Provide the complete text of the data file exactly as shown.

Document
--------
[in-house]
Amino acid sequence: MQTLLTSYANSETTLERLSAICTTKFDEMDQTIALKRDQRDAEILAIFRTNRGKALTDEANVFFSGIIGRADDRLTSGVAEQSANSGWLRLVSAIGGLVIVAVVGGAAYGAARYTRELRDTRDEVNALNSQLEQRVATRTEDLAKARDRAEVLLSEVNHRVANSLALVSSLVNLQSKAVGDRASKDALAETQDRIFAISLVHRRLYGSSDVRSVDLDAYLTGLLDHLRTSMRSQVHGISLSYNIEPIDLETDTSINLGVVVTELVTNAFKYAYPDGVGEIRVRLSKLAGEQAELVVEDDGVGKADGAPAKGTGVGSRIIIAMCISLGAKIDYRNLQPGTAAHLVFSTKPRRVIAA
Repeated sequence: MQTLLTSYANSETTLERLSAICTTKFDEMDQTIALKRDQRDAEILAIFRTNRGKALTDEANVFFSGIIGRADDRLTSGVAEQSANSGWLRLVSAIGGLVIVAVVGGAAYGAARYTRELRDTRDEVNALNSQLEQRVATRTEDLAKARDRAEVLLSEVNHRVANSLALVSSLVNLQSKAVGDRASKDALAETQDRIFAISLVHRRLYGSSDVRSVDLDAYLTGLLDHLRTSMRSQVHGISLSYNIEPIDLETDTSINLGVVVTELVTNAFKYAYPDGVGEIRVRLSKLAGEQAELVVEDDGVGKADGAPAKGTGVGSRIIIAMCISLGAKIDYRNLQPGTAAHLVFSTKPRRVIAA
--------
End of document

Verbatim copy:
[in-house]
Amino acid sequence: MQTLLTSYANSETTLERLSAICTTKFDEMDQTIALKRDQRDAEILAIFRTNRGKALTDEANVFFSGIIGRADDRLTSGVAEQSANSGWLRLVSAIGGLVIVAVVGGAAYGAARYTRELRDTRDEVNALNSQLEQRVATRTEDLAKARDRAEVLLSEVNHRVANSLALVSSLVNLQSKAVGDRASKDALAETQDRIFAISLVHRRLYGSSDVRSVDLDAYLTGLLDHLRTSMRSQVHGISLSYNIEPIDLETDTSINLGVVVTELVTNAFKYAYPDGVGEIRVRLSKLAGEQAELVVEDDGVGKADGAPAKGTGVGSRIIIAMCISLGAKIDYRNLQPGTAAHLVFSTKPRRVIAA
Repeated sequence: MQTLLTSYANSETTLERLSAICTTKFDEMDQTIALKRDQRDAEILAIFRTNRGKALTDEANVFFSGIIGRADDRLTSGVAEQSANSGWLRLVSAIGGLVIVAVVGGAAYGAARYTRELRDTRDEVNALNSQLEQRVATRTEDLAKARDRAEVLLSEVNHRVANSLALVSSLVNLQSKAVGDRASKDALAETQDRIFAISLVHRRLYGSSDVRSVDLDAYLTGLLDHLRTSMRSQVHGISLSYNIEPIDLETDTSINLGVVVTELVTNAFKYAYPDGVGEIRVRLSKLAGEQAELVVEDDGVGKADGAPAKGTGVGSRIIIAMCISLGAKIDYRNLQPGTAAHLVFSTKPRRVIAA